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Yes, loud cellphone users are the worst. But why is it the FCC’s job to police them?

Last week's news that the government will soon think about allowing cellphone use on planes caused a torrent of negative feedback. Nobody wants airplanes to turn into the soup of noise that too often afflicts Amtrak riders. So how can the head of the agency that proposed the idea sleep at night, knowing he's about to condemn millions of air travelers to a future of jabbering airborne loudmouths?

The backlash has been swift and strong. Critics include the flight attendants' union and the chair of a powerful House subcommittee on technology.

"Like many Americans, when I heard the news that the FCC was considering allowing cell phone calls on commercial flights, I was concerned to say the least," said Rep. Greg Walden (R-Ore.).

The chairman of the FCC, Tom Wheeler, admits that being trapped in a metal tube for hours while some idiot's voice rattles up and down the cabin might not sound like fun.

"We understand that many passengers would prefer that voice calls not be made on airplanes," Wheeler said in a statement last week. "I feel that way myself."

Overturning the ban doesn't seem to make much sense in that light. But those who would keep it in place risk conflating two battles that should rightfully be separated. The first involves winning the right to use your phone at all during a flight. The second is a discussion about the social contract you make with your fellow passengers when you buy a plane ticket.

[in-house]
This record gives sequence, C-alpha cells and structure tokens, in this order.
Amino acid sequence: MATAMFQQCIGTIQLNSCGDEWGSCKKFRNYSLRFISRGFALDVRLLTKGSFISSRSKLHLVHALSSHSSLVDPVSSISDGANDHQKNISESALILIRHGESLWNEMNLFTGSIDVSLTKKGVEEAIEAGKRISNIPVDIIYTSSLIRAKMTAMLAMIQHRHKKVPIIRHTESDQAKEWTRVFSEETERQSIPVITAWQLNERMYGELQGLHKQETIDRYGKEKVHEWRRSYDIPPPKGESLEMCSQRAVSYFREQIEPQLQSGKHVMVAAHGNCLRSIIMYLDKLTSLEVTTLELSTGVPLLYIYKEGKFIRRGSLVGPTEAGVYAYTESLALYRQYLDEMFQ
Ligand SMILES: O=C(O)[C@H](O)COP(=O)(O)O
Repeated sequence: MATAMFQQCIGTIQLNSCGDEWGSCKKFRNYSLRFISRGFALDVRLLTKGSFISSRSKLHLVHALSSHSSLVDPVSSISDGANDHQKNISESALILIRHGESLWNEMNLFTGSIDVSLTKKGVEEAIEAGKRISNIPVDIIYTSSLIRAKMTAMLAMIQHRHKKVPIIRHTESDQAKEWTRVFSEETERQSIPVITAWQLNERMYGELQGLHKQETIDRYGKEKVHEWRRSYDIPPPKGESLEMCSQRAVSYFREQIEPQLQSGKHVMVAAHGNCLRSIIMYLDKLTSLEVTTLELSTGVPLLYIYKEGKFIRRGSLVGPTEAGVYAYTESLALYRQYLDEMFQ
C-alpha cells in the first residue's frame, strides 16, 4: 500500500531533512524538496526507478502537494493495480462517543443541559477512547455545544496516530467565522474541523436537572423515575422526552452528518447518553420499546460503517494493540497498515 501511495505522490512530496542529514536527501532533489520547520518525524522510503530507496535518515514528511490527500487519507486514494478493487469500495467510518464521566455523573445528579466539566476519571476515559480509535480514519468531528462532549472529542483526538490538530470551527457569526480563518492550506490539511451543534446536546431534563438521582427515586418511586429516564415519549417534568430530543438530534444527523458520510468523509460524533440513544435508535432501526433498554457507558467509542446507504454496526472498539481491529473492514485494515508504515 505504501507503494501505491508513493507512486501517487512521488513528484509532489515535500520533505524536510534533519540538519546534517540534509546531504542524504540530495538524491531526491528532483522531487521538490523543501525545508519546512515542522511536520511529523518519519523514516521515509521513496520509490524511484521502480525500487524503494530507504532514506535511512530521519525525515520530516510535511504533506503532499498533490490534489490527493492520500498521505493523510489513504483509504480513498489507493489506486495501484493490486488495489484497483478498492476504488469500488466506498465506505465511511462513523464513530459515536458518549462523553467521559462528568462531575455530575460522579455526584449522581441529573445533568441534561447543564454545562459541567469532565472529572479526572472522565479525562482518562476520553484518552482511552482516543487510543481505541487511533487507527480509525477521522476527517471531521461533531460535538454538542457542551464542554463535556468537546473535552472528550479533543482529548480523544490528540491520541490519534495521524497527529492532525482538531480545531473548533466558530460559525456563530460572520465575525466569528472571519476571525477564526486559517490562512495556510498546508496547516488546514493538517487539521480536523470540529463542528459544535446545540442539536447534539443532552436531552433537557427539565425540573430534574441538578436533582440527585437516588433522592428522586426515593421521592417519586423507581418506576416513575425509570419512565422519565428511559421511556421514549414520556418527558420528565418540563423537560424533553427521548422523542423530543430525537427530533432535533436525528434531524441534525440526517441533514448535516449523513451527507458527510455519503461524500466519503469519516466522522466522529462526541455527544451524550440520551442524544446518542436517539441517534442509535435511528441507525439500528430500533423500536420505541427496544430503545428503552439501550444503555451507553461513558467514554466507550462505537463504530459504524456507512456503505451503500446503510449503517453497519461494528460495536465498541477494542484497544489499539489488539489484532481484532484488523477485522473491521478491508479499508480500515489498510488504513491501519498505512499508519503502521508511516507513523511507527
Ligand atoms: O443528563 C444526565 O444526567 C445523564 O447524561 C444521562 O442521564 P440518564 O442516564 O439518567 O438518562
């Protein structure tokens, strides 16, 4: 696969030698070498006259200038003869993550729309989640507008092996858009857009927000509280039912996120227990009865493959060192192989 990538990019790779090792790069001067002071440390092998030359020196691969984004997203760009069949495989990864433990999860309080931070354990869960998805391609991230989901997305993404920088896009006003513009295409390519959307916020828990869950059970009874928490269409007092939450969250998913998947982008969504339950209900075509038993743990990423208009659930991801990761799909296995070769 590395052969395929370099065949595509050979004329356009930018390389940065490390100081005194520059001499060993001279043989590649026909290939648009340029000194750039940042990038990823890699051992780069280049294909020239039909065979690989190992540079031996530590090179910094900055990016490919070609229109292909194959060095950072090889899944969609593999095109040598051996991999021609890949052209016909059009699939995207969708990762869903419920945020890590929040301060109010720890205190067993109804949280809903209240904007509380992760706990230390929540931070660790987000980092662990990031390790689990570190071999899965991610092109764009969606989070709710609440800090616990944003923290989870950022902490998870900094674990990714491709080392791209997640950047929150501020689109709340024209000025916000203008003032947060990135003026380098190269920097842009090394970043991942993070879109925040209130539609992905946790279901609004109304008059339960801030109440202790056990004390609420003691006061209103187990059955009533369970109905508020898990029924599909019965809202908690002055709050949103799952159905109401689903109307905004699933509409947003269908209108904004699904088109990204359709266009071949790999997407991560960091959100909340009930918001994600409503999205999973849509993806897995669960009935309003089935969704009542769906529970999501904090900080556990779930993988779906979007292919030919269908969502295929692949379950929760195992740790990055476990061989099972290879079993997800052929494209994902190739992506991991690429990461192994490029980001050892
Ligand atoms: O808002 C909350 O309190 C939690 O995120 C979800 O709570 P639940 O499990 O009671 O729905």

Here's why the former is important. If the FCC approves the rule change, air travelers won't just be allowed to make phone calls — they'll also be allowed to use the 3G and 4G data services that are tied to their device plans. That means a big change from the current state of affairs, in which to get in-flight Internet you have to sign up with a separate service. As I've explained before, letting customers use their own wireless plans on airplanes means that the cellular companies may soon be expected to compete with Gogo and Row44. That's good for fliers.

As for the second debate — let's step back a minute and describe what's going on here. The reason why we have the ban on in-flight cellular use at all is because of an outdated worry about the threat posed by wireless devices to aircraft avionics. The FCC's proposal would simply acknowledge what consumers have long asked of another agency, the Federal Aviation Administration: That there's actually no technological reason to think that your cellphone will crash the plane.

If you lobby on the one hand for allowing portable electronic use on flights because it's perfectly safe but then argue that the FCC should not update its rules to reflect that finding, that's a problematic inconsistency. If your argument against the FCC rule change is that it'll let people chatter away in a public setting, you're asking a boring, technical (and wrong) regulation to enforce your social norms for you.

Brian Fung covers technology for The Washington Post, focusing on telecommunications and the Internet. Before joining the Post, he was the technology correspondent for National Journal and an associate editor at the Atlantic.



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Brian Fung · November 25, 2013

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